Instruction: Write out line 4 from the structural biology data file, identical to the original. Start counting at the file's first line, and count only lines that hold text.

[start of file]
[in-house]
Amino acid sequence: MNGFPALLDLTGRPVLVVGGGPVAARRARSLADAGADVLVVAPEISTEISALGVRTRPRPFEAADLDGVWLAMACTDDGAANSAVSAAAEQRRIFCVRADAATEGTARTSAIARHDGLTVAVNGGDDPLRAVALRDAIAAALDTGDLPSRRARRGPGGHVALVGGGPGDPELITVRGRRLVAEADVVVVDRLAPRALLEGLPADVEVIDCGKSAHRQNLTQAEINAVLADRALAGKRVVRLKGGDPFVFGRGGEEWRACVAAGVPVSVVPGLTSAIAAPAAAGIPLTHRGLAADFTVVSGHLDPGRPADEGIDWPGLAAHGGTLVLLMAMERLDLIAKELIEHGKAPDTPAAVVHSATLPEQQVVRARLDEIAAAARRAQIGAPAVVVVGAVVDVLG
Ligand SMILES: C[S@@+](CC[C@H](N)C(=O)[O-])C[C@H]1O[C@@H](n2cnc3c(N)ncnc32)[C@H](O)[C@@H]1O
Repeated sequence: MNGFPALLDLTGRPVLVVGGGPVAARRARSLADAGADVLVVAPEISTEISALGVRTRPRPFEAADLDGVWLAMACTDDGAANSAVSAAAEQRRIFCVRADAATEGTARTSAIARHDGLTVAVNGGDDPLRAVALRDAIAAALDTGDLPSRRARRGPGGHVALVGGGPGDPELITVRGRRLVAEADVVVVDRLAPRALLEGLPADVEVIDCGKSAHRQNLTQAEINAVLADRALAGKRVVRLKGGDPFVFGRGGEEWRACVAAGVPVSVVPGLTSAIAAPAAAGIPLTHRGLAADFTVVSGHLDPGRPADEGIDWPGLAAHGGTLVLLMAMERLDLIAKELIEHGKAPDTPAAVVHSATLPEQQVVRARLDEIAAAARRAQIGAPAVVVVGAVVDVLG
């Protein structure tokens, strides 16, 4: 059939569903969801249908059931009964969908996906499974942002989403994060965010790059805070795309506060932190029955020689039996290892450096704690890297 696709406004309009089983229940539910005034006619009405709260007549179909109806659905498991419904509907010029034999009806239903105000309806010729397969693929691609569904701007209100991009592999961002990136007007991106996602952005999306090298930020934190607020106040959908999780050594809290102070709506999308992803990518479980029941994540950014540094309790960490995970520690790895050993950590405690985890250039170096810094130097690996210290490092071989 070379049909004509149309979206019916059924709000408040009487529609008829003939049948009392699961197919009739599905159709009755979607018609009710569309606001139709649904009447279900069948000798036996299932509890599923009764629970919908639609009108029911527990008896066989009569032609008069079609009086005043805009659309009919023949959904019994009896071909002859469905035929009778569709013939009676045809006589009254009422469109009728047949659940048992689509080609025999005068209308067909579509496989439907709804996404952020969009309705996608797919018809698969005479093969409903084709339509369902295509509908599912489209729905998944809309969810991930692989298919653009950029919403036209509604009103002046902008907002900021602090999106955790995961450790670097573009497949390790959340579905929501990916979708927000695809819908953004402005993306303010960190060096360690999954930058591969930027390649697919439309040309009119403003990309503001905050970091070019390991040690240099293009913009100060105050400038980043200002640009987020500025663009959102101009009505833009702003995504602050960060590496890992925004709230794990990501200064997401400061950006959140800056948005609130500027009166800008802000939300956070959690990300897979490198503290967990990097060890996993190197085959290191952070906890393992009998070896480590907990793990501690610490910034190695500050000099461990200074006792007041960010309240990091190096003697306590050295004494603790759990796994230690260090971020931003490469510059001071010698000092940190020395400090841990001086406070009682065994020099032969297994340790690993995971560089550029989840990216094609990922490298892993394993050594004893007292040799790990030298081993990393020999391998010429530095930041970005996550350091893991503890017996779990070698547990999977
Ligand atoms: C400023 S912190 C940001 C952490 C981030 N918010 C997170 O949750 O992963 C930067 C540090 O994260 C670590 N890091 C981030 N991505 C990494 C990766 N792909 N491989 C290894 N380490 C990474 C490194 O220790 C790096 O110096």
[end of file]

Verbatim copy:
Repeated sequence: MNGFPALLDLTGRPVLVVGGGPVAARRARSLADAGADVLVVAPEISTEISALGVRTRPRPFEAADLDGVWLAMACTDDGAANSAVSAAAEQRRIFCVRADAATEGTARTSAIARHDGLTVAVNGGDDPLRAVALRDAIAAALDTGDLPSRRARRGPGGHVALVGGGPGDPELITVRGRRLVAEADVVVVDRLAPRALLEGLPADVEVIDCGKSAHRQNLTQAEINAVLADRALAGKRVVRLKGGDPFVFGRGGEEWRACVAAGVPVSVVPGLTSAIAAPAAAGIPLTHRGLAADFTVVSGHLDPGRPADEGIDWPGLAAHGGTLVLLMAMERLDLIAKELIEHGKAPDTPAAVVHSATLPEQQVVRARLDEIAAAARRAQIGAPAVVVVGAVVDVLG